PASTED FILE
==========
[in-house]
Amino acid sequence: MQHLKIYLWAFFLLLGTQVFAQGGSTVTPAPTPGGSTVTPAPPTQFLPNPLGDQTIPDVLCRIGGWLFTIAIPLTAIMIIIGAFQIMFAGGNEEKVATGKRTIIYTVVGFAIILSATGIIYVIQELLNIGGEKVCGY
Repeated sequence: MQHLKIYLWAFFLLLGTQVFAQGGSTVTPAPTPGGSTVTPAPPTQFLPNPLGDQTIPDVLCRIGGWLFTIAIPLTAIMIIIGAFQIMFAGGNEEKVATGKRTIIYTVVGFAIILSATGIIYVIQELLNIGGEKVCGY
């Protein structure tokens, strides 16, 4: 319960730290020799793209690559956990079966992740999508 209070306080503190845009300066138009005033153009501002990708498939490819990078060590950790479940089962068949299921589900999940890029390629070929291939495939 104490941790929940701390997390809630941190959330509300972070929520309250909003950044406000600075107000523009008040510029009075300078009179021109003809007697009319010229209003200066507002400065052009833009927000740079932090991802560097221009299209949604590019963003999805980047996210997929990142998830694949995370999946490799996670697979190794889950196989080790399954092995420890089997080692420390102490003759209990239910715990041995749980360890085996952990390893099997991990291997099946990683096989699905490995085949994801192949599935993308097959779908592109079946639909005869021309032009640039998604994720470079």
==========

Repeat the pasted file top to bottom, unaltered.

[in-house]
Amino acid sequence: MQHLKIYLWAFFLLLGTQVFAQGGSTVTPAPTPGGSTVTPAPPTQFLPNPLGDQTIPDVLCRIGGWLFTIAIPLTAIMIIIGAFQIMFAGGNEEKVATGKRTIIYTVVGFAIILSATGIIYVIQELLNIGGEKVCGY
Repeated sequence: MQHLKIYLWAFFLLLGTQVFAQGGSTVTPAPTPGGSTVTPAPPTQFLPNPLGDQTIPDVLCRIGGWLFTIAIPLTAIMIIIGAFQIMFAGGNEEKVATGKRTIIYTVVGFAIILSATGIIYVIQELLNIGGEKVCGY
């Protein structure tokens, strides 16, 4: 319960730290020799793209690559956990079966992740999508 209070306080503190845009300066138009005033153009501002990708498939490819990078060590950790479940089962068949299921589900999940890029390629070929291939495939 104490941790929940701390997390809630941190959330509300972070929520309250909003950044406000600075107000523009008040510029009075300078009179021109003809007697009319010229209003200066507002400065052009833009927000740079932090991802560097221009299209949604590019963003999805980047996210997929990142998830694949995370999946490799996670697979190794889950196989080790399954092995420890089997080692420390102490003759209990239910715990041995749980360890085996952990390893099997991990291997099946990683096989699905490995085949994801192949599935993308097959779908592109079946639909005869021309032009640039998604994720470079």